By Chris Lane
By Jeff Balke
By Aaron Reiss
By Angelica Leicht
By Dianna Wray
By Aaron Reiss
By Camilo Smith
By Craig Malisow
Caroline Rogers entered into a life of crime June 18 when the diligent agents of the Texas Alcoholic Beverage Commission, ever on guard against possible fun being had in the state, cited her for selling alcohol to a minor.
Rogers is the marina manager of the Cape Royale Marina in the county seat of Coldspring, and as such she was behind the bar that Saturday when the TABC sting took place.
TABC hit 17 places that day, and nine were cited for selling to minors. Rogers, like the others, received a ticket for a class A misdemeanor.
Sheriff Rogers doesn't sound all that happy about the turn of events, but he does make it clear that while his wife is guilty as hell, he himself is as innocent as can be. "It was a guy with TABC and he's, I guess, 20. She did it, and I didn't have nothing to do with it," he says. "I wasn't even within a million miles of it."
I don't even know the woman, he didn't say.
Sheriff Rogers says he won't be pulling any strings to help out his wife. "I don't interfere in anything. I'm not gonna talk to anybody and try to get her off or anybody else," he says.
And he says the incident has no bearing on his own enforcement of drinking-age laws. "No, sir, it does not," he says. "Not one way or another It's just like with her -- I don't interfere in anything."
Hey, this sounds a lot like the San Jacinto County version of the Andrew and Lea Fastow marriage. Except the legal fees won't be as high.
Smells Like Free Spirit
The Reverend G. Todd Williams of the New Covenant Church is looking for a few good men. And women. And by "good," he means men and women with enough stanky body odor to choke a rhino.
Williams says he'll be holding a "Stink-In" July 9 at the Montrose Public Library to protest a new city ordinance that says library patrons can be forced to leave if they have "offensive bodily hygiene."
The law clearly discriminates against the homeless, he says. And so, as an announcement of the protest puts it, "We are encouraging folks to mow their lawns, play tennis, play hard and get all sweaty don't SHOWER, then plan to head to the public library."
At 3 p.m., all the fragrant revolutionaries -- including the many homeless members of Williams's congregation, who probably won't need to play tennis beforehand -- will descend on the library. Hilarity will ensue, no doubt, along with a heartwarming message that the stench-ridden need love, too.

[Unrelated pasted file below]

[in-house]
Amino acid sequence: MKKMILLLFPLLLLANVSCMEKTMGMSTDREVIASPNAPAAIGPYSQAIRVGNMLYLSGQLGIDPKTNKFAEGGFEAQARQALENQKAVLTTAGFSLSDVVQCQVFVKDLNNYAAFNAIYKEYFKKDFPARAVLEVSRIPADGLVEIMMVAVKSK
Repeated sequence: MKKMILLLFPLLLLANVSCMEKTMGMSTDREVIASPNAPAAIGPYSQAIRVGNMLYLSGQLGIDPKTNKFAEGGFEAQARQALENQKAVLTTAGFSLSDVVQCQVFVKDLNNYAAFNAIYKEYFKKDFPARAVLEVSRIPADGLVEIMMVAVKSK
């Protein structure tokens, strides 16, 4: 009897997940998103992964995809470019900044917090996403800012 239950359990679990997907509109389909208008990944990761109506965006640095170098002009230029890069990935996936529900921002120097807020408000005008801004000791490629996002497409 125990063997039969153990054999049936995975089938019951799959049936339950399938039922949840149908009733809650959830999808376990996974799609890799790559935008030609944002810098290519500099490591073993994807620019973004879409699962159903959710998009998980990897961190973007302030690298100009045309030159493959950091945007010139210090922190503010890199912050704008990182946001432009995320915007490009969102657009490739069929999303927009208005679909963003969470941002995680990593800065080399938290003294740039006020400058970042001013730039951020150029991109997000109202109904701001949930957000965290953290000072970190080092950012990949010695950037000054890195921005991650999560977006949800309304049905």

"This is an ordinance about hate," Williams says. "And it's got the seal of approval by the city on it."
In honor of the protest, the Storytime Book that day will be the children's classic The Stinky Cheese Man. Or it should be.
Can You Hear Me Now?
Here's some news: The Houston school board favors cheating! And harassing school bus drivers! And taking dirty photos in locker rooms!
That's the only conclusion one can draw from the board's decision not to adopt proposed policies banning various uses of cell phones and camera phones June 27. Or, we suppose, you could conclude that the board was correct when it said present policies already covered all the contingencies.
Superintendent Abe Saavedra had convened a committee of principals, teachers and parents to update the Code of Student Conduct. Apparently armed with all sorts of news articles about crazy things kids might do with new technology, the committee proposed a variety of specific bans.
With a camera phone, Saavedra's proposal said, students can take a photo of an exam and send it to a pal who would look up the answers and e-mail them back (or they could now, if they hadn't thought of it before). Saavedra asked the board to ban all cell-phone use by students in school or on the bus.
The board declined. "The board felt like the existing policies regarding academic integrity can be extended to cover the use of camera phones," HISD spokesman Terry Abbott says.
Current HISD policy, he says, states that "students are allowed to have cell phones but are not supposed to allow them to disrupt activities in school." Which would also, he says, cover such things as camera phones in locker rooms or showers.
We guess convenience rules -- zero tolerance for aspirin, okay; throw the book at a kid making vague semi-threats, sure but don't touch our cell phones!
Another Evil Vanquished
The Houston police crackdown on jaywalkers is creating some collateral damage on private enterprise. Specifically, that living laboratory of capitalism that is Astros parking.
Supply and demand doesn't get demonstrated much more clearly than by the guys with signs waving you into private parking lots near Minute Maid Park. Across the street from the stadium? Twenty bucks. A block away? Fifteen. And so on.
But Houston police have been handing out tickets to those guys with the signs. Todd Clampffer got hit with one recently. "Cops are at that intersection every single game," he says. "Nobody ever said anything, and then one cop decides to write me a ticket for it."